Citations: Rev. Rul. 70-224; 1970-1 C.B. 79
Rev. Rul. 70-224Advice has been requested whether under the circumstances described below, the acquisition of substantially all of the properties of a corporation qualifies as a reorganization under section 368(a)(1)(C) of the Internal Revenue Code of 1954.
Corporation X owns all of the stock of corporation Y. X proposed to acquire all of the properties of unrelated corporation Z. X and Z entered into a plan of reorganization and agreement that provided X would acquire all of the properties of Z solely in exchange for voting stock of X and X would assume all of the liabilities of Z. Pursuant to the plan, X caused the assets of Z to be transferred directly to Y. X issued its voting stock to Z and assumed the liabilities of Z.
Section 368(a)(1)(C) of the Code provides, in pertinent part, that the term "reorganization" means an acquisition by one corporation, in exchange solely for all or a part of its voting stock (or in exchange solely for all or a part of the voting stock of a corporation which is in control of the acquiring corporation), of substantially all of the properties of another corporation.
Section 368(a)(2)(C) of the Code provides, in pertinent part, that a transaction otherwise qualifying under section 368(a)(1)(C) of the Code will not be disqualified by reason of the fact that part or all of the assets acquired in the transaction are transferred to a corporation controlled by the corporation acquiring such assets.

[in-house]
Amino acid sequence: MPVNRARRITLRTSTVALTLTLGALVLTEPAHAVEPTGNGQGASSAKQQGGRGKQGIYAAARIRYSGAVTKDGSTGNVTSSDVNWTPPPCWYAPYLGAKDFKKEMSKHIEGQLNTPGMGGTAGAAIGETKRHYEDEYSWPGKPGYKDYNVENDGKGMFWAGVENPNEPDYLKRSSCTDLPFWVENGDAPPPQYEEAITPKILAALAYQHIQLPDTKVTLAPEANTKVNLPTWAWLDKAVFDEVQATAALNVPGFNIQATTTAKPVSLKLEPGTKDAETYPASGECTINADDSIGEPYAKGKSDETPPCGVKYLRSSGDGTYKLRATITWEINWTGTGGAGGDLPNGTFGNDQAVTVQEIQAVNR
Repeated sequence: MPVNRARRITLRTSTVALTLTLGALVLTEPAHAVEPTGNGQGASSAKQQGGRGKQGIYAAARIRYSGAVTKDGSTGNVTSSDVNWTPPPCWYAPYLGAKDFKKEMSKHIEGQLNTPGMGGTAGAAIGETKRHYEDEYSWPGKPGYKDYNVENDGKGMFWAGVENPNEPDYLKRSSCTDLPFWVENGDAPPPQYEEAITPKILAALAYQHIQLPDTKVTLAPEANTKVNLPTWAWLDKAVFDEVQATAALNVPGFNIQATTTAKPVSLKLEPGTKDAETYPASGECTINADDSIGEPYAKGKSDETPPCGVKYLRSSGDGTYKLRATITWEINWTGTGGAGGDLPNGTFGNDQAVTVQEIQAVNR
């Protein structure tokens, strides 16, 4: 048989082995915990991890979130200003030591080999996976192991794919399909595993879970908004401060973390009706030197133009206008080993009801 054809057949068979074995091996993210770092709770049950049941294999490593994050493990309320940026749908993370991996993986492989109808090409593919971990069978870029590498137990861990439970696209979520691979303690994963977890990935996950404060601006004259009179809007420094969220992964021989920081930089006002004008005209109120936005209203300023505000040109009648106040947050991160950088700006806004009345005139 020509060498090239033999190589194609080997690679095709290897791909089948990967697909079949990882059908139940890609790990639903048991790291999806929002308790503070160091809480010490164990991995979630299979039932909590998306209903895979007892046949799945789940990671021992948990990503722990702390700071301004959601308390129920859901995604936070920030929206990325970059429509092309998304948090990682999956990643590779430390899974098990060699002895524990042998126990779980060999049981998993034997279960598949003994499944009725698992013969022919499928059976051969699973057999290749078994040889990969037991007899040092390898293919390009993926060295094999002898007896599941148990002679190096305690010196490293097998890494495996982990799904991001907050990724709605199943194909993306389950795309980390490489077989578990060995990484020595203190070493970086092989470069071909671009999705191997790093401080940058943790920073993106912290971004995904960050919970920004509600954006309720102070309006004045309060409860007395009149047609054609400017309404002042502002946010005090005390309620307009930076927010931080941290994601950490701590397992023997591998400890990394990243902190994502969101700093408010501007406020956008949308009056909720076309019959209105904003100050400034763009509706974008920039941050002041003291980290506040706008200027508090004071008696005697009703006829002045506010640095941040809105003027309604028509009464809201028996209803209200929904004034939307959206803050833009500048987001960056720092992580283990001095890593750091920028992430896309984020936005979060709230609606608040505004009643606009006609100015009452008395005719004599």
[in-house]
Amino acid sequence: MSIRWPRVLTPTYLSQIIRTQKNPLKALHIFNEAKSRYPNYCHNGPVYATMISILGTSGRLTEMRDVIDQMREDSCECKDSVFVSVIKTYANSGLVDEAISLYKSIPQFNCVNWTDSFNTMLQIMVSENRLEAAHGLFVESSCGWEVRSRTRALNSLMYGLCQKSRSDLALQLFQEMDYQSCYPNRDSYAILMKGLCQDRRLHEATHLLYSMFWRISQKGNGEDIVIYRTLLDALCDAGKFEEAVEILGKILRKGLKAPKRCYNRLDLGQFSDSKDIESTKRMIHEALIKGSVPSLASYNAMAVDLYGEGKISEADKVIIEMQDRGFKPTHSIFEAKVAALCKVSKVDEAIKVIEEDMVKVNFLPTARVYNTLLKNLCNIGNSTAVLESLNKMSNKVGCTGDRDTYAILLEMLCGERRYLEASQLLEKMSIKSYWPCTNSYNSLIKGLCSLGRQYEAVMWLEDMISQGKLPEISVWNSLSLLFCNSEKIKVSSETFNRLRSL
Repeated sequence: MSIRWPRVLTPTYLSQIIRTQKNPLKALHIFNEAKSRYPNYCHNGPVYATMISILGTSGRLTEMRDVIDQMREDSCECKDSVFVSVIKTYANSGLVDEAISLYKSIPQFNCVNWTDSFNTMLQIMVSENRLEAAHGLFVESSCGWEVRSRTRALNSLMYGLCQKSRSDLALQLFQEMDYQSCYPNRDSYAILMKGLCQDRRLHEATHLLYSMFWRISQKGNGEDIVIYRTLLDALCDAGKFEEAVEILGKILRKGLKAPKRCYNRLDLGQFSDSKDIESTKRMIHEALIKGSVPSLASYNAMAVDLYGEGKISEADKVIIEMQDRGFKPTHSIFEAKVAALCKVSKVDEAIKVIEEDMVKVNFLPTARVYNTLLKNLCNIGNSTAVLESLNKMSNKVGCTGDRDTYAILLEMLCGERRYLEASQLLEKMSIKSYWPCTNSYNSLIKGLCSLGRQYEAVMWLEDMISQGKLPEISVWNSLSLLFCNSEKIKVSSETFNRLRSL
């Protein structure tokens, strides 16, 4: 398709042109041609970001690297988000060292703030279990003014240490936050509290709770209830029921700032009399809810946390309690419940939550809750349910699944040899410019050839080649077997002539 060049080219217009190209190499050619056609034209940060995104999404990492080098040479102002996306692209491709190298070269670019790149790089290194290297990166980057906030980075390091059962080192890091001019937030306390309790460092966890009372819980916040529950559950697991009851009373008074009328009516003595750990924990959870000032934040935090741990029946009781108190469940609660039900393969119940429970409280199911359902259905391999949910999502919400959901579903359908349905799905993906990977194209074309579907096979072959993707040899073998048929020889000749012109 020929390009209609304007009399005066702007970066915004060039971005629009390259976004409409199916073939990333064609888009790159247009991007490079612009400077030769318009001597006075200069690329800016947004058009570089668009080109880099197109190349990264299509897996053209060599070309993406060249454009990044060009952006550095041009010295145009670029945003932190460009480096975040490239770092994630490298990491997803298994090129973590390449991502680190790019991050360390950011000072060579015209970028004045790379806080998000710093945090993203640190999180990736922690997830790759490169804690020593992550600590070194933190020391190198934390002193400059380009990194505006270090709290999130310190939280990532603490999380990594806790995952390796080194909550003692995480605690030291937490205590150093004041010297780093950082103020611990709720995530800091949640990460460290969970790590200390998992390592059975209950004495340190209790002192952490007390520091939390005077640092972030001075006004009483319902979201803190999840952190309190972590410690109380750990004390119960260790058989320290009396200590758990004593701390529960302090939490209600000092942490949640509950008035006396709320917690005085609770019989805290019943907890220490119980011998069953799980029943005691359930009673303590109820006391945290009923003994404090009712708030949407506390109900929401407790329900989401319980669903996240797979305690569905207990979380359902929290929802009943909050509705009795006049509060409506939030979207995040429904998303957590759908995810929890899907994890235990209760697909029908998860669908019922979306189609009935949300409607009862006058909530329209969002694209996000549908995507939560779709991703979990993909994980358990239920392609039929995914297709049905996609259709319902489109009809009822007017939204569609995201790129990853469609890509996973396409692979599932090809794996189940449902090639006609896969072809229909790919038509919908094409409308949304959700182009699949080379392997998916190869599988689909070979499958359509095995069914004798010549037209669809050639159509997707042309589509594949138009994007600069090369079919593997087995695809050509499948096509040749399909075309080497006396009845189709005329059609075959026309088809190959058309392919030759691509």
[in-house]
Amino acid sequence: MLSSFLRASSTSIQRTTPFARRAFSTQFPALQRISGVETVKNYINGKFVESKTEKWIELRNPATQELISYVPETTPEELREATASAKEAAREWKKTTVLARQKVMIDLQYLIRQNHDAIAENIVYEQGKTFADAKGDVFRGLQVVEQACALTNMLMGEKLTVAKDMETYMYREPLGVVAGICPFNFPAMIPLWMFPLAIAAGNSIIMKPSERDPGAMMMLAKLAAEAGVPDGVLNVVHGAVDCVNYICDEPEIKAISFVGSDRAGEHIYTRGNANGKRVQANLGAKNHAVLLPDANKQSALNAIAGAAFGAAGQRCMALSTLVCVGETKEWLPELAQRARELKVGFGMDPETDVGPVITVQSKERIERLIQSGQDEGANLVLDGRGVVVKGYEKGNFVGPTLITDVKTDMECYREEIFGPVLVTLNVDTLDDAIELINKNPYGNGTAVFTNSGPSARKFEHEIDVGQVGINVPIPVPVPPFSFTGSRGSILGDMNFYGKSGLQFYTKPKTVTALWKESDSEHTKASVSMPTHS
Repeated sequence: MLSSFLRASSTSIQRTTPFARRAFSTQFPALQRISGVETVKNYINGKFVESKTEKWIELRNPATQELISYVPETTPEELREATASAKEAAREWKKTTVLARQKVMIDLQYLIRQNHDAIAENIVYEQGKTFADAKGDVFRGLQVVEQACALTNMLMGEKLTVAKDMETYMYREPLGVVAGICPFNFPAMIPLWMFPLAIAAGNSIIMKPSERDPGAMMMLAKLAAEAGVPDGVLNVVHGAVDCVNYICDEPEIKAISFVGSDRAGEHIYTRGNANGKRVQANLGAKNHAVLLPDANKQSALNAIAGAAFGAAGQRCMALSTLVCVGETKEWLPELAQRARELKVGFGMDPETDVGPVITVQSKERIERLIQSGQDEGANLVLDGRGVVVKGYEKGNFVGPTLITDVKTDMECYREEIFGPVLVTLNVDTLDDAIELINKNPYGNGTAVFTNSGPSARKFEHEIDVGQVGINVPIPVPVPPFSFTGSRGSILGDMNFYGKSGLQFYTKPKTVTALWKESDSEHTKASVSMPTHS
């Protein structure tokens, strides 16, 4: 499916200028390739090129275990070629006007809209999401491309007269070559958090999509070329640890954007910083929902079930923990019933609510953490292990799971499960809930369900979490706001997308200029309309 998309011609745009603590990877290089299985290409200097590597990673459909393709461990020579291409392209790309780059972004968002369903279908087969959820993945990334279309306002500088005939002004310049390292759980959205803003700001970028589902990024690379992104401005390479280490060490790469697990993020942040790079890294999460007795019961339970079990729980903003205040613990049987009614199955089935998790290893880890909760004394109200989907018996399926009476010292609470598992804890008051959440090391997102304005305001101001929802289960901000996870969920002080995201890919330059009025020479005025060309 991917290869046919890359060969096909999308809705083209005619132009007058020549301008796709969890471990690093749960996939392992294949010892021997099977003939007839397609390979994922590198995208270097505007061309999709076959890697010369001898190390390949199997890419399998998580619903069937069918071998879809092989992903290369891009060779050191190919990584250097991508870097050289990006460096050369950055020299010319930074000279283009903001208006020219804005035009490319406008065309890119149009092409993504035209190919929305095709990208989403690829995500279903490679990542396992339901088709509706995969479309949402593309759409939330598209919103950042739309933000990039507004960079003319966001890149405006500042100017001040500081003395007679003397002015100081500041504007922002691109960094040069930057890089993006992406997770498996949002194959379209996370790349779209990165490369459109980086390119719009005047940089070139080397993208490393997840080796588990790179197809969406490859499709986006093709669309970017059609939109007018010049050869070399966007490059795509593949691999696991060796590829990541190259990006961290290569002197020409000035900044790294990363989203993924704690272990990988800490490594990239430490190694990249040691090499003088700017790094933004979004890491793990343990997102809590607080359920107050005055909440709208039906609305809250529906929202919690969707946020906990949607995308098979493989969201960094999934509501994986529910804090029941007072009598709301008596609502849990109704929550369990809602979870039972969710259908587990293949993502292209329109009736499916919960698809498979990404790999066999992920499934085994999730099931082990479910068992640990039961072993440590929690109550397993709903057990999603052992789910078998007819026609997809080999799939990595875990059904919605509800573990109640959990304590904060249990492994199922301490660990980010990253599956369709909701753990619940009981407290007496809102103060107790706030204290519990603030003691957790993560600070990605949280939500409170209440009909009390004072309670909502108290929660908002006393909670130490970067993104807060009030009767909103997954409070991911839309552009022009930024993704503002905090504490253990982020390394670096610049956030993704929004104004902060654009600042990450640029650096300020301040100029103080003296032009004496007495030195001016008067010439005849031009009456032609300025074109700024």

Revenue Ruling 64-73, C.B. 1964-1 (Part I), 142, holds that a transaction qualifies as a reorganization under section 368(a)(1)(C) of the Code where the acquiring corporation, pursuant to the plan of reorganization, causes some of the assets of the acquired corporation to be transferred directly to the wholly owned subsidiary of a corporation controlled by the acquiring corporation. The remaining assets of the acquired corporation were transferred to the acquiring corporation. The transaction was viewed as an acquisition of substantially all of the properties by the acquiring corporation even though some of the assets were transferred directly to the wholly owned subsidiary of a corporation controlled by the acquiring corporation.
Similarly, it is held that the transaction in the instant case is an acquisition by X, solely in exchange for its voting stock and the assumption of Z's liabilities, of substantially all of the properties of Z, and is, therefore, a reorganization within the meaning of section 368(a)(1)(C) and section 368(a)(2)(C) of the Code. The fact that all the assets of Z were transferred directly to Y rather than through X to Y does not affect the reorganization. The plan of reorganization and agreement between X and Z provided that X would acquire the properties of Z in consideration of X's stock and the assumption by X of Z's liabilities. When the reorganization became effective, X at all times had dominion and control of the Z assets and X is, therefore, regarded as having received the assets and transferred them to Y. Compare Revenue Ruling 70-107, page 78, where the subsidiary corporation directly acquired all of the assets using the stock of its parent corporation where the parent corporation assumed the liabilities.
However, for the definition of acquiring corporation for purposes of section 381 of the Code see section 1.381(a)-1(b)(2) of the Income Tax Regulations.